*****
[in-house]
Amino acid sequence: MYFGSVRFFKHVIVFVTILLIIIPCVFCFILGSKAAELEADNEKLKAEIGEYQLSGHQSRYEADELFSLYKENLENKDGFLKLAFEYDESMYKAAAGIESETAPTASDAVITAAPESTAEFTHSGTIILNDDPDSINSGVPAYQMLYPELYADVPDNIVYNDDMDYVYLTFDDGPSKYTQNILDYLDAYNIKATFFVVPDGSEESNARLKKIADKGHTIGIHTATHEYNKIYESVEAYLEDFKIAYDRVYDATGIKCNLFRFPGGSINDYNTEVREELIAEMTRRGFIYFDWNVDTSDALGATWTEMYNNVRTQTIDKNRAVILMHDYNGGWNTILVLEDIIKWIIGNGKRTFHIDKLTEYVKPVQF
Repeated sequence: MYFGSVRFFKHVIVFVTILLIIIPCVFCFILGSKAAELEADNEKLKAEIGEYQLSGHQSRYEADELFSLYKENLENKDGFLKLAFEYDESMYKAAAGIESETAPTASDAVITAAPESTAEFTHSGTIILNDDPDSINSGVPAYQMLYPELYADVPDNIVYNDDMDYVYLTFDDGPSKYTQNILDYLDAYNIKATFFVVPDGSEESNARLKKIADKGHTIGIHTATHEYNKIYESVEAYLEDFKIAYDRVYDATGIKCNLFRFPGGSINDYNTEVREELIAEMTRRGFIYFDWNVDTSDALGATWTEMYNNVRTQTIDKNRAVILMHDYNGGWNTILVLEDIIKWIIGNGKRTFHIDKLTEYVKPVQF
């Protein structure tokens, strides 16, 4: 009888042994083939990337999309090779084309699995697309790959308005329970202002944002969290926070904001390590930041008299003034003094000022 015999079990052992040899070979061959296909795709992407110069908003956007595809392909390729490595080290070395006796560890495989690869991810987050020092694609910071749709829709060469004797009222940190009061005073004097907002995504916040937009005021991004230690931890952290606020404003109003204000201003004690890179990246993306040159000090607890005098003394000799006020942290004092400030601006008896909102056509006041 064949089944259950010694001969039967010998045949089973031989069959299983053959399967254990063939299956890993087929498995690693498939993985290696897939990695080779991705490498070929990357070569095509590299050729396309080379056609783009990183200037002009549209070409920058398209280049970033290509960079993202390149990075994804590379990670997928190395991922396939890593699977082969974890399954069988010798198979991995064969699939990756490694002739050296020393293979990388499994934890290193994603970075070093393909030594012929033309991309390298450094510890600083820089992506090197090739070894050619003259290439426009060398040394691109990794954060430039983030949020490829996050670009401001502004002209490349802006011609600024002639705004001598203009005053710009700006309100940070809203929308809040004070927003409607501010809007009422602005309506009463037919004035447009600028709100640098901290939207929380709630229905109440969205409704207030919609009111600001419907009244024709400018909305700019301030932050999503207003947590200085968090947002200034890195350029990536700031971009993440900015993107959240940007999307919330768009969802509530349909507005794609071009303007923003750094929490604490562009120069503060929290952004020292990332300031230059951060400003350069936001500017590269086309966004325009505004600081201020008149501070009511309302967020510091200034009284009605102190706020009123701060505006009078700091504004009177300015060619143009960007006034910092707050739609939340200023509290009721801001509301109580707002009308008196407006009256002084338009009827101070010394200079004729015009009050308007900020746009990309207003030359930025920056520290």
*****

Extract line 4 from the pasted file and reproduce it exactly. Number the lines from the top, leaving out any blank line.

């Protein structure tokens, strides 16, 4: 009888042994083939990337999309090779084309699995697309790959308005329970202002944002969290926070904001390590930041008299003034003094000022 015999079990052992040899070979061959296909795709992407110069908003956007595809392909390729490595080290070395006796560890495989690869991810987050020092694609910071749709829709060469004797009222940190009061005073004097907002995504916040937009005021991004230690931890952290606020404003109003204000201003004690890179990246993306040159000090607890005098003394000799006020942290004092400030601006008896909102056509006041 064949089944259950010694001969039967010998045949089973031989069959299983053959399967254990063939299956890993087929498995690693498939993985290696897939990695080779991705490498070929990357070569095509590299050729396309080379056609783009990183200037002009549209070409920058398209280049970033290509960079993202390149990075994804590379990670997928190395991922396939890593699977082969974890399954069988010798198979991995064969699939990756490694002739050296020393293979990388499994934890290193994603970075070093393909030594012929033309991309390298450094510890600083820089992506090197090739070894050619003259290439426009060398040394691109990794954060430039983030949020490829996050670009401001502004002209490349802006011609600024002639705004001598203009005053710009700006309100940070809203929308809040004070927003409607501010809007009422602005309506009463037919004035447009600028709100640098901290939207929380709630229905109440969205409704207030919609009111600001419907009244024709400018909305700019301030932050999503207003947590200085968090947002200034890195350029990536700031971009993440900015993107959240940007999307919330768009969802509530349909507005794609071009303007923003750094929490604490562009120069503060929290952004020292990332300031230059951060400003350069936001500017590269086309966004325009505004600081201020008149501070009511309302967020510091200034009284009605102190706020009123701060505006009078700091504004009177300015060619143009960007006034910092707050739609939340200023509290009721801001509301109580707002009308008196407006009256002084338009009827101070010394200079004729015009009050308007900020746009990309207003030359930025920056520290």